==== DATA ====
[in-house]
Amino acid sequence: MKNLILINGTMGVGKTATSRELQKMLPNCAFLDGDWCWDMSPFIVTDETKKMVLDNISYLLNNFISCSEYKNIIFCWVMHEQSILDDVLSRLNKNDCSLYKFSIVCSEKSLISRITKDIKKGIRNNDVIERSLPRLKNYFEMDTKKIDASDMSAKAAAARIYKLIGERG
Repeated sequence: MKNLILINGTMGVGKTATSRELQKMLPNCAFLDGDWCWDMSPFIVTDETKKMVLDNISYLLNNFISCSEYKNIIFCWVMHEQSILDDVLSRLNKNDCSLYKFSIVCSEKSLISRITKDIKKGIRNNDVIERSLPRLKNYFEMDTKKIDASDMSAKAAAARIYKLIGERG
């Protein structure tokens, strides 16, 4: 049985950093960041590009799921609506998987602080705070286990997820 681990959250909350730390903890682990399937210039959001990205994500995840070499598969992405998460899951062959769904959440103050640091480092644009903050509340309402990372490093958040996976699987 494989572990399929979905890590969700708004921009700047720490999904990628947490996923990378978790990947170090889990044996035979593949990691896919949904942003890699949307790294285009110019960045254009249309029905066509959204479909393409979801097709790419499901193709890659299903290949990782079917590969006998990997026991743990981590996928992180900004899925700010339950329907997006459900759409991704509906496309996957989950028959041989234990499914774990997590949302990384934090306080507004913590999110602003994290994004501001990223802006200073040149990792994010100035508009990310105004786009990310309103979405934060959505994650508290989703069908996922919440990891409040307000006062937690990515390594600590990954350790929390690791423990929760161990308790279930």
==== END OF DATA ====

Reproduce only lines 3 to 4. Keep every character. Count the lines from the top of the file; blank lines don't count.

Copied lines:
Repeated sequence: MKNLILINGTMGVGKTATSRELQKMLPNCAFLDGDWCWDMSPFIVTDETKKMVLDNISYLLNNFISCSEYKNIIFCWVMHEQSILDDVLSRLNKNDCSLYKFSIVCSEKSLISRITKDIKKGIRNNDVIERSLPRLKNYFEMDTKKIDASDMSAKAAAARIYKLIGERG
């Protein structure tokens, strides 16, 4: 049985950093960041590009799921609506998987602080705070286990997820 681990959250909350730390903890682990399937210039959001990205994500995840070499598969992405998460899951062959769904959440103050640091480092644009903050509340309402990372490093958040996976699987 494989572990399929979905890590969700708004921009700047720490999904990628947490996923990378978790990947170090889990044996035979593949990691896919949904942003890699949307790294285009110019960045254009249309029905066509959204479909393409979801097709790419499901193709890659299903290949990782079917590969006998990997026991743990981590996928992180900004899925700010339950329907997006459900759409991704509906496309996957989950028959041989234990499914774990997590949302990384934090306080507004913590999110602003994290994004501001990223802006200073040149990792994010100035508009990310105004786009990310309103979405934060959505994650508290989703069908996922919440990891409040307000006062937690990515390594600590990954350790929390690791423990929760161990308790279930």